Cynthia Stack, brilliant clinician with absolutely no compassion, put an end to that phase. She examined him for a couple of minutes and pronounced, "Profoundly retarded, profoundly disabled and probably a dwarf," and walked out of the room. Technically, he's a midget not a dwarf.
Another doctor said, "I believe we should do everything we can for children like this until they are 3 years old. And then, for the sake of the family, if they aren't any better, we put them in an institution." At the time I thought, "No way." And we didn't, but looking back I see his point. I don't think I agree with it, but I understand what he meant. Making the decision to keep Sam didn't feel very important at the time, it just seemed like the obvious choice. But it was one of those Doctor Who universe-splitting moments that change the future forever. We surrendered all hope of being "normal". It transformed our family, it made the three of us (Charley, Ben and me) into who we are today. I don't know if that's good or bad, it's just true.
That decision was the end of a long process of acceptance. He wasn't going to get better. He wasn't going to grow up. He wasn't the little girl I thought I was carrying when I was pregnant, he was Sam.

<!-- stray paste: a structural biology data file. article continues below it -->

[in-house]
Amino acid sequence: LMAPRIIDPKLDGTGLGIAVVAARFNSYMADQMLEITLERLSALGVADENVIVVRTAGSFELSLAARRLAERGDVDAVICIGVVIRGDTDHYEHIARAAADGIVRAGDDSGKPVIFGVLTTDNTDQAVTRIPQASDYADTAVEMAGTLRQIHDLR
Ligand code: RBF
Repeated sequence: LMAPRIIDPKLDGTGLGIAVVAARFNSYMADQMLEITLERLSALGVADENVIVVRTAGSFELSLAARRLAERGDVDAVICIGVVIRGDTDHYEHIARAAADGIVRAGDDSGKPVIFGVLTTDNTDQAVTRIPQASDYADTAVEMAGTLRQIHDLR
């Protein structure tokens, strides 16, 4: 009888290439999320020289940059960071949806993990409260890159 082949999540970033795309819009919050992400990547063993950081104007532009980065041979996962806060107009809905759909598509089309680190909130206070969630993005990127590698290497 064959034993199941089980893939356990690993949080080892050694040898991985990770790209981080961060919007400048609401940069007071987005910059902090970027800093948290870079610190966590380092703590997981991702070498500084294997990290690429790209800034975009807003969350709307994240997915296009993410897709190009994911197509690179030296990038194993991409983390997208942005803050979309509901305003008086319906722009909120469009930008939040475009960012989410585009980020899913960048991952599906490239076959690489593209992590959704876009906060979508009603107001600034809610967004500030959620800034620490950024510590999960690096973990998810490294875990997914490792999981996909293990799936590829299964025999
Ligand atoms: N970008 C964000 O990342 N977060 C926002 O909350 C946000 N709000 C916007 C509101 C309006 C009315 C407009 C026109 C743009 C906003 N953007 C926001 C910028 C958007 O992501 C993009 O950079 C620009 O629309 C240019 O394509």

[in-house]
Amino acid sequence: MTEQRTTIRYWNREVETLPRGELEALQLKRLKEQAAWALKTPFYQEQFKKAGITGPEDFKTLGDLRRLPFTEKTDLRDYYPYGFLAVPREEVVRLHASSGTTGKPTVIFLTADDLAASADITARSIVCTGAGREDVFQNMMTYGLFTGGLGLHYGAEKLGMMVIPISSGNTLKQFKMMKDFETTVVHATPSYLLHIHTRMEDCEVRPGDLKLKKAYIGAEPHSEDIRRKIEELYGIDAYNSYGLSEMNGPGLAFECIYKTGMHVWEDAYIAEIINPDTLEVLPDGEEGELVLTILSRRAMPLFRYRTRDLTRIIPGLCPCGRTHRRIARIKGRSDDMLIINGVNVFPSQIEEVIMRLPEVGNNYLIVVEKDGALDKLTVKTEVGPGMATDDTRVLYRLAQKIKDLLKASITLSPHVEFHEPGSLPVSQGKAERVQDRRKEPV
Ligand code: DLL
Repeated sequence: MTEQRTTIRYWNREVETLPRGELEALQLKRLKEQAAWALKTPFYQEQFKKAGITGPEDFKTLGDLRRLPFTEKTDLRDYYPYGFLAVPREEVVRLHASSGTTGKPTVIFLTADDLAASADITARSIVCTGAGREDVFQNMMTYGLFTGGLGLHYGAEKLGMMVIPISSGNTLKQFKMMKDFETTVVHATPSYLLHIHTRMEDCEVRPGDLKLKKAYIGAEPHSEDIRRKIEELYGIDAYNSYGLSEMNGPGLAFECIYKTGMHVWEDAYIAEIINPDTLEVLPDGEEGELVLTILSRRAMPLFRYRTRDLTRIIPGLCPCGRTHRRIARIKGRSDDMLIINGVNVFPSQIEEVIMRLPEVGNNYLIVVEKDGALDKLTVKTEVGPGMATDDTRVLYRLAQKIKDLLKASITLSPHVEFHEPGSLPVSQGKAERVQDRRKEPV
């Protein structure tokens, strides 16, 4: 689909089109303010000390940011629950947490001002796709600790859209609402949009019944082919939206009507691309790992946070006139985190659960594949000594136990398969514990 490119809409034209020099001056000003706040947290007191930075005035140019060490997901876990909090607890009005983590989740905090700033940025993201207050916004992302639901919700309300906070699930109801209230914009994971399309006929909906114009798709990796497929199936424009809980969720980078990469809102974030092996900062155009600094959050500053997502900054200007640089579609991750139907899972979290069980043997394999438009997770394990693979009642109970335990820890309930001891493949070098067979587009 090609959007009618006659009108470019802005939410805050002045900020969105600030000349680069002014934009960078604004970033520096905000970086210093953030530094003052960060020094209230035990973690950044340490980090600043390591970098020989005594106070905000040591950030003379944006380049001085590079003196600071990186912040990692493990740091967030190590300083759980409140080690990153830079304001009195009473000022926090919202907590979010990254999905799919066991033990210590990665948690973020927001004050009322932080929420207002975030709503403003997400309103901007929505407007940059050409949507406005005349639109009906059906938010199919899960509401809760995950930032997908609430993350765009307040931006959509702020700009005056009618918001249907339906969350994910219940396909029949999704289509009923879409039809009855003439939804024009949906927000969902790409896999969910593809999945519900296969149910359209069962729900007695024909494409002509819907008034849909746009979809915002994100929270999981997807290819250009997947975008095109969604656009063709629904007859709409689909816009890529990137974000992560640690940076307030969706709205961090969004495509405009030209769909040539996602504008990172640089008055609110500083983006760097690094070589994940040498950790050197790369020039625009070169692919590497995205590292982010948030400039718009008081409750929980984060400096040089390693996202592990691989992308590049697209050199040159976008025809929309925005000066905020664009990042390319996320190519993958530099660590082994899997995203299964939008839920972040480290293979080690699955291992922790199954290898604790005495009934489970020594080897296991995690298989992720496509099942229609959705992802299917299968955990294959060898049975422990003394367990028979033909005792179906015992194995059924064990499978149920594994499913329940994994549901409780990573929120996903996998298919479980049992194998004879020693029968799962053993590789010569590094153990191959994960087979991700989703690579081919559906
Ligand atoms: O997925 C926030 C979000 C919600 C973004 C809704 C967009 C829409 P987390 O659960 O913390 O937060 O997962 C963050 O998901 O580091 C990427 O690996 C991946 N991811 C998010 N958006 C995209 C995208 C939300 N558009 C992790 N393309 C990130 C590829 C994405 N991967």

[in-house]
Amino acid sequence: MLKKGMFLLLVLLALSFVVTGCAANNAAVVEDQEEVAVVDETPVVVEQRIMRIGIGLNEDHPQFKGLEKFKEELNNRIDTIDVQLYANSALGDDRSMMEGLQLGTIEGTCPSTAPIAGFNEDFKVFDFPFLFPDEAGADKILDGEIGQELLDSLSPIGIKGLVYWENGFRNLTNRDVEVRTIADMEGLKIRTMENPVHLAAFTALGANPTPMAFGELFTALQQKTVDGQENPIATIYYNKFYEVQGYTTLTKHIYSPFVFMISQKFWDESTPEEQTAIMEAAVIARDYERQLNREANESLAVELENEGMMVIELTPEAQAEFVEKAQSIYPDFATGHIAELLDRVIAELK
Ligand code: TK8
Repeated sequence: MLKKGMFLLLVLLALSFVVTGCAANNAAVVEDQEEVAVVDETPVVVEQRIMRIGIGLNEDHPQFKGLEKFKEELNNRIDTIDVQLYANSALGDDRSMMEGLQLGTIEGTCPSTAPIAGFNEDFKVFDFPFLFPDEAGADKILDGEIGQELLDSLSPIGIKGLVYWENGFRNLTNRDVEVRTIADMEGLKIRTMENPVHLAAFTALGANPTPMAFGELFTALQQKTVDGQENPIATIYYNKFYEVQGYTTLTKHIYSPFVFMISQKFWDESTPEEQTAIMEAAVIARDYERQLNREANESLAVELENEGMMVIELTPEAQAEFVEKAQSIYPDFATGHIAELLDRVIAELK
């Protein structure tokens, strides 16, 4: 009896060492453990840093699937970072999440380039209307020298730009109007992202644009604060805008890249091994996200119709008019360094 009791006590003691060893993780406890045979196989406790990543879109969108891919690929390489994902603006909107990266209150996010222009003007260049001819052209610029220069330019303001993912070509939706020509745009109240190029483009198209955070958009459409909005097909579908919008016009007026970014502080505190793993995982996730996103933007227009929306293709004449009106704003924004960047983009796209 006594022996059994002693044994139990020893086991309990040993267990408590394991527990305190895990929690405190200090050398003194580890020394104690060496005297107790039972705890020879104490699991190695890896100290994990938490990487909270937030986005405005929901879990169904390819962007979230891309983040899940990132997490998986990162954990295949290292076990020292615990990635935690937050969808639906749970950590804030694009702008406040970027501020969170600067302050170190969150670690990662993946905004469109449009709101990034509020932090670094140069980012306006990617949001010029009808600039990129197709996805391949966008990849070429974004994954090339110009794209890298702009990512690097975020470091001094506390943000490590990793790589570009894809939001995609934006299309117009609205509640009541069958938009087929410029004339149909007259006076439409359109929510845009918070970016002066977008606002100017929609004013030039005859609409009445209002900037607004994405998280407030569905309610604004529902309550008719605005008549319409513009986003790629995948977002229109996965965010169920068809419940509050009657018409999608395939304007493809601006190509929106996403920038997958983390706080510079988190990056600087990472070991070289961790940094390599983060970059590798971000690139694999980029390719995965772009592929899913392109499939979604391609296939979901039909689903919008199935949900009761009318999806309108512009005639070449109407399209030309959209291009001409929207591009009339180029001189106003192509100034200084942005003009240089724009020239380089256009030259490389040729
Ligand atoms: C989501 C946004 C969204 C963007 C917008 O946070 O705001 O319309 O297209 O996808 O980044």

Fast forward 30 mostly wonderful years.
30 years in which I have passionately fought for quality of life for my baby.
30 years in which I have been slowly transformed by the combination of intense joy and overwhelming sadness that being Sam's Mom involves.
30 years of sleep deprivation, worry and learning words like bilateral choroidial coloboma and ataxic cerebral palsy and central sleep apnea and cystic fibrosis-like bronchiecstasis and compensated acidosis.
Sam is the author of my world view, my faith, my politics, my personality. When people comment on my wisdom or creativity and wonder where it comes from, I point to Sam. Maybe these things were latent within me and Sam brought them out. Every mother of a child with disabilities is different, every child with disabilities is different. But the combination of Sam and me has been profound and deep.
And now it's drawing to a close. We're losing him. I've always said that I hope I live longer than him because he would be so lost and helpless without me. Now I am facing the fact that he is declining and will almost certainly die before me and I will be so lost and helpless without him.
I'm still fighting for his life, but I am coming to a new awareness of my imminent defeat. No one knows how much longer we have together, but it's getting worse and I'm scared.